Please Note: This article is written for users of the following Microsoft Word versions: 97, 2000, 2002, and 2003. If you are using a later version (Word 2007 or later), this tip may not work for you. For a version of this tip written specifically for later versions of Word, click here: Saving Information in a Non-Document Text File.

Saving Information in a Non-Document Text File

by Allen Wyatt
(last updated August 29, 2015)

There may be times when you want a macro to save information to a text file. This is very easy to do. All you need is to open the file for output, and then start sending information to the file. The following code fragment writes a text file using this method.

Open "MyFile.Dat" For Output As #1
Print #1, NumValues
For J = 1 to NumValues
    Print #1, UserVals(J)
Next J
Close #1

The first thing written to the file is a numeric value indicating how many individual values will follow it. Then a For ... Next loop is used to create the balance of the file. You don't have to use this method of putting data in the file (number of values followed by individual values), but doing so makes it easy to read the information back from the file at a later time.

WordTips is your source for cost-effective Microsoft Word training. (Microsoft Word is the most popular word processing software in the world.) This tip (1754) applies to Microsoft Word 97, 2000, 2002, and 2003. You can find a version of this tip for the ribbon interface of Word (Word 2007 and later) here: Saving Information in a Non-Document Text File.

Author Bio

Allen Wyatt

With more than 50 non-fiction books and numerous magazine articles to his credit, Allen Wyatt is an internationally recognized author. He  is president of Sharon Parq Associates, a computer and publishing services company. ...

MORE FROM ALLEN

Skipping Numbering

Got a numbered list, but you want to add other types of non-numbered paragraphs in the middle of the list? It's easy to do if ...

Discover More

Specifying a Number of Matches

The wild card searching capabilities of Word are amazing. One thing you can do with wild cards is to specify not only a ...

Discover More

Noting Table Rows Containing a Character

If you want to have Word highlight rows in a table that contain a certain character, you need to resort to using a macro. ...

Discover More

Comprehensive VBA Guide Visual Basic for Applications (VBA) is the language used for writing macros in all Office programs. This complete guide shows both professionals and novices how to master VBA in order to customize the entire Office suite for their needs. Check out Mastering VBA for Office 2010 today!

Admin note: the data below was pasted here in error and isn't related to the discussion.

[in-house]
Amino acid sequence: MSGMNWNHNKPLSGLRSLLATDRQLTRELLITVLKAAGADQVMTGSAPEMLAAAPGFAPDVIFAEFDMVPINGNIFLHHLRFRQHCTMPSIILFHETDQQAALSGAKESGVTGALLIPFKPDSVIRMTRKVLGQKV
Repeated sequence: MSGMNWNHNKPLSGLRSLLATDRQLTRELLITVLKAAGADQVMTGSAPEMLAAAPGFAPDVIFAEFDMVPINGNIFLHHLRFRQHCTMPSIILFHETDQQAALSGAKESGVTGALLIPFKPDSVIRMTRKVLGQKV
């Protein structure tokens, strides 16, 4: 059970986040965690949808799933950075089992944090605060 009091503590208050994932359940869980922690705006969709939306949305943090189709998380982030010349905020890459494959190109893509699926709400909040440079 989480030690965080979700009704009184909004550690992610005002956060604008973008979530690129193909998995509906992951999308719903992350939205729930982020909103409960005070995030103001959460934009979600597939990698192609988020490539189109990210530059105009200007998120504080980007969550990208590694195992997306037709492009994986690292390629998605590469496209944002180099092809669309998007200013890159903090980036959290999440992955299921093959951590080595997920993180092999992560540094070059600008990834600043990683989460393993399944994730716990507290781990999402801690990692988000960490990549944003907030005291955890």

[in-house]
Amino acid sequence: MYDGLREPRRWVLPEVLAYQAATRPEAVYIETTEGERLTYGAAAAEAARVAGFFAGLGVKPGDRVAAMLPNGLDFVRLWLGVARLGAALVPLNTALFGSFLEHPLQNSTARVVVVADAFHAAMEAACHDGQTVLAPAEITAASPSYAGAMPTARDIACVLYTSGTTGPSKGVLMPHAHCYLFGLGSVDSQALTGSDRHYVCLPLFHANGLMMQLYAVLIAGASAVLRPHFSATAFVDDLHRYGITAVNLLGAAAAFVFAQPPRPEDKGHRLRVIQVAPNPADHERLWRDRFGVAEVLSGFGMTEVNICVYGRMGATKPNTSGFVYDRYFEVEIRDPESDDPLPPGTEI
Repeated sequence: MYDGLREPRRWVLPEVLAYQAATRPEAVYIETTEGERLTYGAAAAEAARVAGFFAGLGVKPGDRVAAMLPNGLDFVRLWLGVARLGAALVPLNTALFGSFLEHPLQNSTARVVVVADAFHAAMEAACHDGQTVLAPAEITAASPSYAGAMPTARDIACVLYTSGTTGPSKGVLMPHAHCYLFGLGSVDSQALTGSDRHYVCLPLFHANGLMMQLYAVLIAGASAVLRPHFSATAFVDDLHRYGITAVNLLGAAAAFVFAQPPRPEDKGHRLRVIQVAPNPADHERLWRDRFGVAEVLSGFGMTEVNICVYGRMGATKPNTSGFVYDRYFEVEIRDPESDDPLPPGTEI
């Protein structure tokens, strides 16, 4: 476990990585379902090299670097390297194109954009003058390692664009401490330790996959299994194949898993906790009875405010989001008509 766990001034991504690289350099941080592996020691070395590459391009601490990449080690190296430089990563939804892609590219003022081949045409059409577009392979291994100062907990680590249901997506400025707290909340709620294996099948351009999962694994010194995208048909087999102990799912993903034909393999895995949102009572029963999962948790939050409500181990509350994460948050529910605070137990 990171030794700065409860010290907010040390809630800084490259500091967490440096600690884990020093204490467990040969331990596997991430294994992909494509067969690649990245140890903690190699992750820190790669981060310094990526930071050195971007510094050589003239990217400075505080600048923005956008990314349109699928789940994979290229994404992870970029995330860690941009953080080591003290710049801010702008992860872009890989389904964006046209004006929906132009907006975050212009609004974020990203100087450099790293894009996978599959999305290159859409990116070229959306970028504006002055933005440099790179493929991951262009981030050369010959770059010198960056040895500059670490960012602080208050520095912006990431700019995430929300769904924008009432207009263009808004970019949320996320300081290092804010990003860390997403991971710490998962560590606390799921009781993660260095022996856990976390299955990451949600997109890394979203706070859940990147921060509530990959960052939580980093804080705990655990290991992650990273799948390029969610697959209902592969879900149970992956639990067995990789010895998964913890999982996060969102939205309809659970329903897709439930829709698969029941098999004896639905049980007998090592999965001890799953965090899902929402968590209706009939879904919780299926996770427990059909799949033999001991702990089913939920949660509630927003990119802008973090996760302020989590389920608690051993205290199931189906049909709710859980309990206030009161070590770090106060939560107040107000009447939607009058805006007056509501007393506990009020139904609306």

More WordTips (menu)

Saving in MS-DOS Text Mode

Over the years Microsoft has made changes in Word. One change is to the import and export filters provided with the various ...

Discover More

Renaming a Document

Want to rename a document that is already on your hard drive? You can, of course, do it in Windows, but you can also do it in ...

Discover More

Appending to a Non-Document Text File

Your macros can easily add information to the end of an existing text file. This is done by opening the target file in Append ...

Discover More
Subscribe

FREE SERVICE: Get tips like this every week in WordTips, a free productivity newsletter. Enter your address and click "Subscribe."

View most recent newsletter.

Comments

If you would like to add an image to your comment (not an avatar, but an image to help in making the point of your comment), include the characters [{fig}] in your comment text. You’ll be prompted to upload your image when you submit the comment. Maximum image size is 6Mpixels. Images larger than 600px wide or 1000px tall will be reduced. Up to three images may be included in a comment. All images are subject to review. Commenting privileges may be curtailed if inappropriate images are posted.

What is 2 + 1?

There are currently no comments for this tip. (Be the first to leave your comment—just use the simple form above!)


This Site

Got a version of Word that uses the menu interface (Word 97, Word 2000, Word 2002, or Word 2003)? This site is for you! If you use a later version of Word, visit our WordTips site focusing on the ribbon interface.

Newest Tips
Subscribe

FREE SERVICE: Get tips like this every week in WordTips, a free productivity newsletter. Enter your address and click "Subscribe."

(Your e-mail address is not shared with anyone, ever.)

View the most recent newsletter.